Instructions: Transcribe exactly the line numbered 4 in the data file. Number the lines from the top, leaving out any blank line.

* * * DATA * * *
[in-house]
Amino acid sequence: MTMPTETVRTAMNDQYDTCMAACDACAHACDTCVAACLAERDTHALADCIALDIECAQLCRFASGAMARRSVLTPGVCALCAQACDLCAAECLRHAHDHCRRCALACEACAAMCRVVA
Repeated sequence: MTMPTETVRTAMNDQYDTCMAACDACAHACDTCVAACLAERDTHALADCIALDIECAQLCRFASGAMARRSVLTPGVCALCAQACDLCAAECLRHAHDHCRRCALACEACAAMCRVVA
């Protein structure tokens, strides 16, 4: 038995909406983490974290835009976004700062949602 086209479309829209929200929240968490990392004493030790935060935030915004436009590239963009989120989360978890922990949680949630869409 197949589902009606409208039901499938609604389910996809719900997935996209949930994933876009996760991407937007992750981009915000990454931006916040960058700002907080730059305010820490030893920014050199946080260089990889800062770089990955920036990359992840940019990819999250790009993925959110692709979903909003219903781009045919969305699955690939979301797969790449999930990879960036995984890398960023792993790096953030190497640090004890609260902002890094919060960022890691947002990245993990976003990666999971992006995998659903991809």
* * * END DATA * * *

């Protein structure tokens, strides 16, 4: 038995909406983490974290835009976004700062949602 086209479309829209929200929240968490990392004493030790935060935030915004436009590239963009989120989360978890922990949680949630869409 197949589902009606409208039901499938609604389910996809719900997935996209949930994933876009996760991407937007992750981009915000990454931006916040960058700002907080730059305010820490030893920014050199946080260089990889800062770089990955920036990359992840940019990819999250790009993925959110692709979903909003219903781009045919969305699955690939979301797969790449999930990879960036995984890398960023792993790096953030190497640090004890609260902002890094919060960022890691947002990245993990976003990666999971992006995998659903991809």